Windows 98 boot disk creates a RAM disk to store all its files which also happens to be my first experience with RAM disk. You can also copy the need files off the boot disk to create your own RAM disk in windows.
I've been using RAM disks since 1987 on the Commodore Amiga where we would use it for all kinds of things. Our memory was many times the size of our storage making it a no-brainer. Especially as the storage was insanely slow floppies.
why would anyone need to be up so late except for in the most urgent of issues is insane to me.
That's the problem you have. Defining "urgent". Logging activity gives you a sense of the quantity of work carried out after hours, but not the quality.
An example we might have: our guys are working on a multi-million dollar deal and the client e-mails them from New York in the late afternoon. The client doesn't care that it is midnight where we are in the UK, he expects an immediate answer. That one e-mail is more important than the thousand e-mails we received during the day. In financial terms, it could represent 20% of our revenue. So 0.0001% of IT activity represent 20% of revenue.
You can't analyse that. You can only trust that if your guys say they need 24/7/365 access, they do.
And that is why I'm trying quantify who and when people are working while not in the office.
Because as @Breffni-Potter said (and is true) the system will have to come down at some point, it might as well be planned, rather than unplanned.
I got acancel AARP (done, should have check by 4/13 and no mailings by 6 weeks from 3/16)I got about 50% of the way into this, and had to move on to other projects. But I really need to get back to it.
@Mike-Davis He is actually asking this in regards to my network. We have one root domain with two subdomains, all on their own subnets. How mine differs from the OP is both the primary and secondary DNS are in the main building attached to the root domain. We only use static IP's. There is no DHCP here. We don not even use wireless, although that will change in the near future.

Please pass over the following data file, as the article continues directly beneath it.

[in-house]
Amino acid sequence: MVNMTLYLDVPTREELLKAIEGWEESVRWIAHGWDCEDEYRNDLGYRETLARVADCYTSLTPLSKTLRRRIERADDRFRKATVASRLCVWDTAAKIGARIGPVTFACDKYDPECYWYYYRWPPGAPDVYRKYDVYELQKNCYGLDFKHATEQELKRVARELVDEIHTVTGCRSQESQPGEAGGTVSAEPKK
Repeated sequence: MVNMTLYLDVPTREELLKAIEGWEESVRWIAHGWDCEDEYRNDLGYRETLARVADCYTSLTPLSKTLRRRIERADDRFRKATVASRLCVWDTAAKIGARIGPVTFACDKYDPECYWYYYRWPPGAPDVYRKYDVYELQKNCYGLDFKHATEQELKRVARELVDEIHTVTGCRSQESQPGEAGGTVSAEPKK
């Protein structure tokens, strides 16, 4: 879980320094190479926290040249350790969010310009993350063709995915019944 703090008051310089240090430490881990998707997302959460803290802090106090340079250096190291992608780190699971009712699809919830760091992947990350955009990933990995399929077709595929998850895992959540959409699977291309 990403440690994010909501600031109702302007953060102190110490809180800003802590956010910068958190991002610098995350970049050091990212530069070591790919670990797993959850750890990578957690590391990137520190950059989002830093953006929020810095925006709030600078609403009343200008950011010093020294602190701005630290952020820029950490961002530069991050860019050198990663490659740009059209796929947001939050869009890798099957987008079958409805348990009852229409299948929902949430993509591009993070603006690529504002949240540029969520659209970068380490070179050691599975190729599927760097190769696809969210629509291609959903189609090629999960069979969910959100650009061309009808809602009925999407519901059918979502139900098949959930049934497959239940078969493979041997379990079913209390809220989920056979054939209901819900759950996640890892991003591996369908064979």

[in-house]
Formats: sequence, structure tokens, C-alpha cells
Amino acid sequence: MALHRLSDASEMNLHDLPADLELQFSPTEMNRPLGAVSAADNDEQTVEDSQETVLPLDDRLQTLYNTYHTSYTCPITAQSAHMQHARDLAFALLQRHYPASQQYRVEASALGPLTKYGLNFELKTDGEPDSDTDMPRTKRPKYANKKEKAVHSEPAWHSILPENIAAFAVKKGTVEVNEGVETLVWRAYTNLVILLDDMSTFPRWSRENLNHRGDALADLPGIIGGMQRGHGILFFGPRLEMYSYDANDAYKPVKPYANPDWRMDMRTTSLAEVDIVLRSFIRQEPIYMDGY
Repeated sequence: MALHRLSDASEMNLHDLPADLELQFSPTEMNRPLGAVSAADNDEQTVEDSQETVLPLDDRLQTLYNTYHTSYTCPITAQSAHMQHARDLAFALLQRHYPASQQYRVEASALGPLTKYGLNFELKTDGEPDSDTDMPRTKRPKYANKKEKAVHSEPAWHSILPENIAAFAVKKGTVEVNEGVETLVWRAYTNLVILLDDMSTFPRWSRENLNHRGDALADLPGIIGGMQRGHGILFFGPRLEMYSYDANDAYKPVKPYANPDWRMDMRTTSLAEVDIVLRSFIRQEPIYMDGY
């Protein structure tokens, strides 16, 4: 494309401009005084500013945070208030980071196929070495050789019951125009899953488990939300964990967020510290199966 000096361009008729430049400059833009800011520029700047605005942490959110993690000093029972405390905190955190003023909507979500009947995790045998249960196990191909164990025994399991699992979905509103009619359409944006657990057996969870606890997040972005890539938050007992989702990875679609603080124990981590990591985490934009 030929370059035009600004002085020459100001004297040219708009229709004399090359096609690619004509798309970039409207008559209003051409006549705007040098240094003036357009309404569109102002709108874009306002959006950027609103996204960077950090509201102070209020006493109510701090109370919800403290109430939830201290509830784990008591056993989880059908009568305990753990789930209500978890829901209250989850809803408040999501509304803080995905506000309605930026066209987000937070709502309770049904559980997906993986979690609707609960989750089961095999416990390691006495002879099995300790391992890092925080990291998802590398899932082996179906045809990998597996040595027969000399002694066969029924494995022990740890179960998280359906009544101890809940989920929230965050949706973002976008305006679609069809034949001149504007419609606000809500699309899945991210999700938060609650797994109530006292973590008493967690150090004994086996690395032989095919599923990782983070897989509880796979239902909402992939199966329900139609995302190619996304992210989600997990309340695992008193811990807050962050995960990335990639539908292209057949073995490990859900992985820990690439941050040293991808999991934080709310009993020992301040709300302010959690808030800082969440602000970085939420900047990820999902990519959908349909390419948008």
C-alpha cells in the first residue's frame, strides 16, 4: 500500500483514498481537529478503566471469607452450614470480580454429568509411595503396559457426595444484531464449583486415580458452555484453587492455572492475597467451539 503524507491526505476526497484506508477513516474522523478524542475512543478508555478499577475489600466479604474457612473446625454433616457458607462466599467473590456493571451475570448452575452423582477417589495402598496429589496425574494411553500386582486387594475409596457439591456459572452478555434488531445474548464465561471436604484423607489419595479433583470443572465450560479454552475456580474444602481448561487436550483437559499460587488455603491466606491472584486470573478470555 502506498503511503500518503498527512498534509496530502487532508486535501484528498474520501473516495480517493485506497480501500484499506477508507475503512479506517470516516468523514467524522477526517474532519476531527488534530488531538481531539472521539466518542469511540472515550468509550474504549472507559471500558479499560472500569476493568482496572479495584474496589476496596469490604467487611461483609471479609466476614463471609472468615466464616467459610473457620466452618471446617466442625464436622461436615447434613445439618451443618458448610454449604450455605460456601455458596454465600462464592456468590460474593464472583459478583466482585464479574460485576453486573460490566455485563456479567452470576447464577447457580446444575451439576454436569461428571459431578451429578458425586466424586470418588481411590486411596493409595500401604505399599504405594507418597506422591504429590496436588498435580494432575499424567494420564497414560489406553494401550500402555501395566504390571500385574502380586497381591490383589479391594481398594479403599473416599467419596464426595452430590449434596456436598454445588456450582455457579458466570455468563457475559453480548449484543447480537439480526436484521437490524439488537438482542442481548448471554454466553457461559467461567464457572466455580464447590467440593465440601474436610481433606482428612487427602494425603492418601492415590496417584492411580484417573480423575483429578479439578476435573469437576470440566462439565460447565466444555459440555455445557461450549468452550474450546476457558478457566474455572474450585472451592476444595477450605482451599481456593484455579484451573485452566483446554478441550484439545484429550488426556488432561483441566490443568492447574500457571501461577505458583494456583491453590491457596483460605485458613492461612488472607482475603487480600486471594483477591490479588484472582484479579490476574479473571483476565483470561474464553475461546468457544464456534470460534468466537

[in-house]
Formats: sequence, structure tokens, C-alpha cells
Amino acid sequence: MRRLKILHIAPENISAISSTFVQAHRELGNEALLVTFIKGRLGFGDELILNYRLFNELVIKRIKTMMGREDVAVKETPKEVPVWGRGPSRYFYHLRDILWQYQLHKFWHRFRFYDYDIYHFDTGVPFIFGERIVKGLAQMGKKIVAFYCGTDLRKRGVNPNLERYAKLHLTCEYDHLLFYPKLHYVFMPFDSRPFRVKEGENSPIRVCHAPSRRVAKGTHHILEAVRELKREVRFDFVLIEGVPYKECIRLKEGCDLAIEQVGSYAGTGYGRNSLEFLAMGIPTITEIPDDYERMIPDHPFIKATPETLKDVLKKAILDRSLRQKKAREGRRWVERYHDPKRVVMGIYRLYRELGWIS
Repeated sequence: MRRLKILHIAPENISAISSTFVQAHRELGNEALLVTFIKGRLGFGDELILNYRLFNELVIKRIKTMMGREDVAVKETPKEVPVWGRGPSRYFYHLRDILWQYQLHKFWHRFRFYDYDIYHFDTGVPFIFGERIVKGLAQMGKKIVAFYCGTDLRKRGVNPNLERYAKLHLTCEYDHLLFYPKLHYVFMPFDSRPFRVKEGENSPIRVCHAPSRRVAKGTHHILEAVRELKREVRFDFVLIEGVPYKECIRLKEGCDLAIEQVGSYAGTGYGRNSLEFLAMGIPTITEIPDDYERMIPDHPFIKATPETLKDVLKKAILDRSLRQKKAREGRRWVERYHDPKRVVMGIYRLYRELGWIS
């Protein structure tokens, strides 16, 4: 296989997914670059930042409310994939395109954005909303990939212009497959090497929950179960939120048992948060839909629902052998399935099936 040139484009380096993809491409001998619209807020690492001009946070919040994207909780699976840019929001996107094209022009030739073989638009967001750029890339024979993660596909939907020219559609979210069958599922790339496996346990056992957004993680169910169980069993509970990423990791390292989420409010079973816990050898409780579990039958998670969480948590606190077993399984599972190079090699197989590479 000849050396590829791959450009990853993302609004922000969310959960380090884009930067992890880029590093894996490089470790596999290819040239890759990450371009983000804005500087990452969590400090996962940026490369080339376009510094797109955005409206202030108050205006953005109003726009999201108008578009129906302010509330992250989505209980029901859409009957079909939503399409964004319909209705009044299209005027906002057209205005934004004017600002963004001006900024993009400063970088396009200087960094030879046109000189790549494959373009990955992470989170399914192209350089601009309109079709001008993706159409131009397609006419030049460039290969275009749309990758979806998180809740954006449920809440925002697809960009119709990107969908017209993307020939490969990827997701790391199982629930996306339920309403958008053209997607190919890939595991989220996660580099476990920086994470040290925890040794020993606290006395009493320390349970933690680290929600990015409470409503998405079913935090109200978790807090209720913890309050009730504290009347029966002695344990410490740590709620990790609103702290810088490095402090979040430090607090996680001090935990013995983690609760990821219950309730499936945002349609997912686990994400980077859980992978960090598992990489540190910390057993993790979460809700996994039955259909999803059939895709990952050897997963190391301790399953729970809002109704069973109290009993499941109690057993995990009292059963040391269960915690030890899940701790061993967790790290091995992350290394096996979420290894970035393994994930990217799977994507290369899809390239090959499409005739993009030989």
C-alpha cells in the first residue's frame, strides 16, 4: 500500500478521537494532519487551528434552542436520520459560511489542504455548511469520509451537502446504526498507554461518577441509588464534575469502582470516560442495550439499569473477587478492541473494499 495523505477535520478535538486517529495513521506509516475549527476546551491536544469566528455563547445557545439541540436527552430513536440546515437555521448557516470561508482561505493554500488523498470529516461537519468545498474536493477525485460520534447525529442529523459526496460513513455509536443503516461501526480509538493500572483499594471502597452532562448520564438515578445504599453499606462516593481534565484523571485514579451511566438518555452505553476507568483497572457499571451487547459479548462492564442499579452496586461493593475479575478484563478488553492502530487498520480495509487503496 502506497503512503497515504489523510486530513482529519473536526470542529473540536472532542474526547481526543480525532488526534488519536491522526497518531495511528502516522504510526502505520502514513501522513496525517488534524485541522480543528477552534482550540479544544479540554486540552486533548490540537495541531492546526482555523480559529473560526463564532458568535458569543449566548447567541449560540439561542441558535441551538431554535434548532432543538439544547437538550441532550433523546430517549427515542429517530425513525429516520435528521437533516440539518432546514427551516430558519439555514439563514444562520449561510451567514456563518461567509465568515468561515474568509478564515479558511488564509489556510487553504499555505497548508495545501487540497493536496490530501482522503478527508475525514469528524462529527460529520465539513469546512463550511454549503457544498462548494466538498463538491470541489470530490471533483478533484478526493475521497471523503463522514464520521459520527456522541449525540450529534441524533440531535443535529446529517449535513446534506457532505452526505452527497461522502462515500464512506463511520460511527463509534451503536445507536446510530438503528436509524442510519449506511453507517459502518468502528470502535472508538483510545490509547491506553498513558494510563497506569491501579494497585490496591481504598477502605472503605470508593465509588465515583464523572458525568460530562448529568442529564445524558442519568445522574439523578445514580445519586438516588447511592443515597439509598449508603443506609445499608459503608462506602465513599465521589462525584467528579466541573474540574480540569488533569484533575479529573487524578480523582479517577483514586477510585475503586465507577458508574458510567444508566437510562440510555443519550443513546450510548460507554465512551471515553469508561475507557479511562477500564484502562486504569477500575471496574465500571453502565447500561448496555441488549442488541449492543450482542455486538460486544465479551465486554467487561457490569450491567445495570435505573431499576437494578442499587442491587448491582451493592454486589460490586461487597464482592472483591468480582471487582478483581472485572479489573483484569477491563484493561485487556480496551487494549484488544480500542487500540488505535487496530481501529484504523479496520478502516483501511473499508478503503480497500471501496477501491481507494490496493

What Wire didn't mention is that all servers and all clients in the entire organization use those two DNS servers at headquarters. That seems very odd to me.
FYI - Wire just came on with that client, so he didn't set this up.
Basically ever major OS except for Windows and Mac OSX, comes with a set of default repositories for software that represent what is considered to be supported as part of the base OS. CentOS, for example, as the core repos that include the repos for the Base OS, one for pulling source files and a few others that are normally off by default. This allows you to easily install the smallest possible or reasonable OS and add additional software as needed only. No need to bundle it all in and bloat the system, yet still trivially easy to add on what you need.
Anyone can operate their own repo. So you can make your own if you want. The ML servers use a repo from the MongoDB folks so that we pull the latest and greatest, supported and official MongoDB database servers directly from MongoDB instead of waiting for Red Hat to put older, Red Hat supported versions into the RH repos. So our MongoDB is managed transparently with the rest of the system, but we configure it to be much more modern than the MongoDB instance available with the OS itself.
We use Cisco Any Connect that authenticates against AD, but is not tied to any kind of GPS and it works for us just fine. Except for deployment, I see no need in using GPS.
If we use GPS for anything, it's with RADIUS for our wireless network. That works in one location but not the other. And this is only because both locations have different wireless systems and in how each system implements RADIUS and authenticates a laptop against an OU.